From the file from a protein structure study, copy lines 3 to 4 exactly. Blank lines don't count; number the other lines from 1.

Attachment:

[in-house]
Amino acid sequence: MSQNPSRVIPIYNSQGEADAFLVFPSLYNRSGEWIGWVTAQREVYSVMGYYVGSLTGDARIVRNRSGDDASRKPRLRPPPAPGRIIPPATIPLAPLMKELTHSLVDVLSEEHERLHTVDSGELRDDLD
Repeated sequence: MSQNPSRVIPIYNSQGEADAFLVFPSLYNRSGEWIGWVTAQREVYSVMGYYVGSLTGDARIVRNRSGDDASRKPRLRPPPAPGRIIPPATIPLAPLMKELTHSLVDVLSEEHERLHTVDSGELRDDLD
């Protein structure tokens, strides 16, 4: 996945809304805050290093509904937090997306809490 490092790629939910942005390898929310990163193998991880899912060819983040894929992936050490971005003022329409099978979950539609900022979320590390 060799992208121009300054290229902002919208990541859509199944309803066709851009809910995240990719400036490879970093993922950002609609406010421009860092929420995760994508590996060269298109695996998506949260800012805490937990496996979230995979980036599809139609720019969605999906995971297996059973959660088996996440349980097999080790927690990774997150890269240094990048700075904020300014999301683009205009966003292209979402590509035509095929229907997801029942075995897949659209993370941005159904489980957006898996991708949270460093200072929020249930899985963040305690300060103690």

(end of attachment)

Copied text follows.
Repeated sequence: MSQNPSRVIPIYNSQGEADAFLVFPSLYNRSGEWIGWVTAQREVYSVMGYYVGSLTGDARIVRNRSGDDASRKPRLRPPPAPGRIIPPATIPLAPLMKELTHSLVDVLSEEHERLHTVDSGELRDDLD
């Protein structure tokens, strides 16, 4: 996945809304805050290093509904937090997306809490 490092790629939910942005390898929310990163193998991880899912060819983040894929992936050490971005003022329409099978979950539609900022979320590390 060799992208121009300054290229902002919208990541859509199944309803066709851009809910995240990719400036490879970093993922950002609609406010421009860092929420995760994508590996060269298109695996998506949260800012805490937990496996979230995979980036599809139609720019969605999906995971297996059973959660088996996440349980097999080790927690990774997150890269240094990048700075904020300014999301683009205009966003292209979402590509035509095929229907997801029942075995897949659209993370941005159904489980957006898996991708949270460093200072929020249930899985963040305690300060103690």